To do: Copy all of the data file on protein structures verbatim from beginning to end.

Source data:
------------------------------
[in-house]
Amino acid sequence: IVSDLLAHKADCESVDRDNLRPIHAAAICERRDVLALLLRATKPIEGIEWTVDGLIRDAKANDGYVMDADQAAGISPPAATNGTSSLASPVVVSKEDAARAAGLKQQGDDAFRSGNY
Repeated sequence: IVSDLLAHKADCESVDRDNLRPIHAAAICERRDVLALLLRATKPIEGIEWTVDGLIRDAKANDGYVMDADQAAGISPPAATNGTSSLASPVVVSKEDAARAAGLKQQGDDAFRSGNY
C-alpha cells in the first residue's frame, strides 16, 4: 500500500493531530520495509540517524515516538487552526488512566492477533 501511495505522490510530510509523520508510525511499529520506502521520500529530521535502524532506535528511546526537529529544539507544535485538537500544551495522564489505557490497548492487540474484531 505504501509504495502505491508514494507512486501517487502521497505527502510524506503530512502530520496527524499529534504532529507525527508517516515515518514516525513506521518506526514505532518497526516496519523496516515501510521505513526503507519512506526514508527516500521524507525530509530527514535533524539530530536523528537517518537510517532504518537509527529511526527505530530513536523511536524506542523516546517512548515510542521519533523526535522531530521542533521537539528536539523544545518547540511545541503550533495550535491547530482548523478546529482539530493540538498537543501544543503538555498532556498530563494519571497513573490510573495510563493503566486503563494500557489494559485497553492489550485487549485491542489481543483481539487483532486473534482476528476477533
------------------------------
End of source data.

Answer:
[in-house]
Amino acid sequence: IVSDLLAHKADCESVDRDNLRPIHAAAICERRDVLALLLRATKPIEGIEWTVDGLIRDAKANDGYVMDADQAAGISPPAATNGTSSLASPVVVSKEDAARAAGLKQQGDDAFRSGNY
Repeated sequence: IVSDLLAHKADCESVDRDNLRPIHAAAICERRDVLALLLRATKPIEGIEWTVDGLIRDAKANDGYVMDADQAAGISPPAATNGTSSLASPVVVSKEDAARAAGLKQQGDDAFRSGNY
C-alpha cells in the first residue's frame, strides 16, 4: 500500500493531530520495509540517524515516538487552526488512566492477533 501511495505522490510530510509523520508510525511499529520506502521520500529530521535502524532506535528511546526537529529544539507544535485538537500544551495522564489505557490497548492487540474484531 505504501509504495502505491508514494507512486501517487502521497505527502510524506503530512502530520496527524499529534504532529507525527508517516515515518514516525513506521518506526514505532518497526516496519523496516515501510521505513526503507519512506526514508527516500521524507525530509530527514535533524539530530536523528537517518537510517532504518537509527529511526527505530530513536523511536524506542523516546517512548515510542521519533523526535522531530521542533521537539528536539523544545518547540511545541503550533495550535491547530482548523478546529482539530493540538498537543501544543503538555498532556498530563494519571497513573490510573495510563493503566486503563494500557489494559485497553492489550485487549485491542489481543483481539487483532486473534482476528476477533